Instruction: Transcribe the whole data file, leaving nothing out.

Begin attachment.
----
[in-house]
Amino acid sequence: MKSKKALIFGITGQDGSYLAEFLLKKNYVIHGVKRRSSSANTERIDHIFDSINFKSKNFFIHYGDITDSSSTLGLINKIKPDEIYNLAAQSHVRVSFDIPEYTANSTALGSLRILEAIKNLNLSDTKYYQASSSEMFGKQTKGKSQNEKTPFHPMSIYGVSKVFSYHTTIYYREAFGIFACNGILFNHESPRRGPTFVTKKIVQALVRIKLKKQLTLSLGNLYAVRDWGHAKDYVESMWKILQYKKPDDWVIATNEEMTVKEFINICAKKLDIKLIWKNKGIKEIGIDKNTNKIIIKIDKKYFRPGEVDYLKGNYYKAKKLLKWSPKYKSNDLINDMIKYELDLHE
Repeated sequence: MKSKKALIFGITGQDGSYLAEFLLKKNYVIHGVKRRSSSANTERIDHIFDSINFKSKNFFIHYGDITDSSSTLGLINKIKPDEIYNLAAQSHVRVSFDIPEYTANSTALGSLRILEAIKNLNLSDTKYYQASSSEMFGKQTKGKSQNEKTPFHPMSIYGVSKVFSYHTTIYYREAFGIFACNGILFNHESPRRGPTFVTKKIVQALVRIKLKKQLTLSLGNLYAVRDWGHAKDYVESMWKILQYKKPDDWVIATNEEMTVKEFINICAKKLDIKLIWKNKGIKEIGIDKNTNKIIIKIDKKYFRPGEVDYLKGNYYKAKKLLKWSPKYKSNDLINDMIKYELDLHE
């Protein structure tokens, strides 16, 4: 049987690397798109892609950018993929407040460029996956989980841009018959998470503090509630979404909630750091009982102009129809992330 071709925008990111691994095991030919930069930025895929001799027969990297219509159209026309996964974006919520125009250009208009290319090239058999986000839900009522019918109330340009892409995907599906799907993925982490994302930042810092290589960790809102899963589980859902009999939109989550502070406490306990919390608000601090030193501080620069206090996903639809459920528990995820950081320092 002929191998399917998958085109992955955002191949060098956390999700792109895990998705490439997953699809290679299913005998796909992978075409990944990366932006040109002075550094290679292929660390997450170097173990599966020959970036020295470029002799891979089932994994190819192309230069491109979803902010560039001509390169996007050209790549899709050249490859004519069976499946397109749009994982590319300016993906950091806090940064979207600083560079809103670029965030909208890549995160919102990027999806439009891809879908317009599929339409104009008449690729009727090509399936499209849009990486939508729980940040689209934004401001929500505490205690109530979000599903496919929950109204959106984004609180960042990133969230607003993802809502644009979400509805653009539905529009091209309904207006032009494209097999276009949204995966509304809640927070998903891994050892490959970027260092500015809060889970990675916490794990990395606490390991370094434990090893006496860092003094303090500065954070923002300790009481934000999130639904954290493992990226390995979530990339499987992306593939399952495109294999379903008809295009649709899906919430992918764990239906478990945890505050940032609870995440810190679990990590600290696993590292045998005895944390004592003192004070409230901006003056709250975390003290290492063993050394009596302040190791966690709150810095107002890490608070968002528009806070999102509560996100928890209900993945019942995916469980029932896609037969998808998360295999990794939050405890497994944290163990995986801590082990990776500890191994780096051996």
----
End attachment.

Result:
[in-house]
Amino acid sequence: MKSKKALIFGITGQDGSYLAEFLLKKNYVIHGVKRRSSSANTERIDHIFDSINFKSKNFFIHYGDITDSSSTLGLINKIKPDEIYNLAAQSHVRVSFDIPEYTANSTALGSLRILEAIKNLNLSDTKYYQASSSEMFGKQTKGKSQNEKTPFHPMSIYGVSKVFSYHTTIYYREAFGIFACNGILFNHESPRRGPTFVTKKIVQALVRIKLKKQLTLSLGNLYAVRDWGHAKDYVESMWKILQYKKPDDWVIATNEEMTVKEFINICAKKLDIKLIWKNKGIKEIGIDKNTNKIIIKIDKKYFRPGEVDYLKGNYYKAKKLLKWSPKYKSNDLINDMIKYELDLHE
Repeated sequence: MKSKKALIFGITGQDGSYLAEFLLKKNYVIHGVKRRSSSANTERIDHIFDSINFKSKNFFIHYGDITDSSSTLGLINKIKPDEIYNLAAQSHVRVSFDIPEYTANSTALGSLRILEAIKNLNLSDTKYYQASSSEMFGKQTKGKSQNEKTPFHPMSIYGVSKVFSYHTTIYYREAFGIFACNGILFNHESPRRGPTFVTKKIVQALVRIKLKKQLTLSLGNLYAVRDWGHAKDYVESMWKILQYKKPDDWVIATNEEMTVKEFINICAKKLDIKLIWKNKGIKEIGIDKNTNKIIIKIDKKYFRPGEVDYLKGNYYKAKKLLKWSPKYKSNDLINDMIKYELDLHE
């Protein structure tokens, strides 16, 4: 049987690397798109892609950018993929407040460029996956989980841009018959998470503090509630979404909630750091009982102009129809992330 071709925008990111691994095991030919930069930025895929001799027969990297219509159209026309996964974006919520125009250009208009290319090239058999986000839900009522019918109330340009892409995907599906799907993925982490994302930042810092290589960790809102899963589980859902009999939109989550502070406490306990919390608000601090030193501080620069206090996903639809459920528990995820950081320092 002929191998399917998958085109992955955002191949060098956390999700792109895990998705490439997953699809290679299913005998796909992978075409990944990366932006040109002075550094290679292929660390997450170097173990599966020959970036020295470029002799891979089932994994190819192309230069491109979803902010560039001509390169996007050209790549899709050249490859004519069976499946397109749009994982590319300016993906950091806090940064979207600083560079809103670029965030909208890549995160919102990027999806439009891809879908317009599929339409104009008449690729009727090509399936499209849009990486939508729980940040689209934004401001929500505490205690109530979000599903496919929950109204959106984004609180960042990133969230607003993802809502644009979400509805653009539905529009091209309904207006032009494209097999276009949204995966509304809640927070998903891994050892490959970027260092500015809060889970990675916490794990990395606490390991370094434990090893006496860092003094303090500065954070923002300790009481934000999130639904954290493992990226390995979530990339499987992306593939399952495109294999379903008809295009649709899906919430992918764990239906478990945890505050940032609870995440810190679990990590600290696993590292045998005895944390004592003192004070409230901006003056709250975390003290290492063993050394009596302040190791966690709150810095107002890490608070968002528009806070999102509560996100928890209900993945019942995916469980029932896609037969998808998360295999990794939050405890497994944290163990995986801590082990990776500890191994780096051996």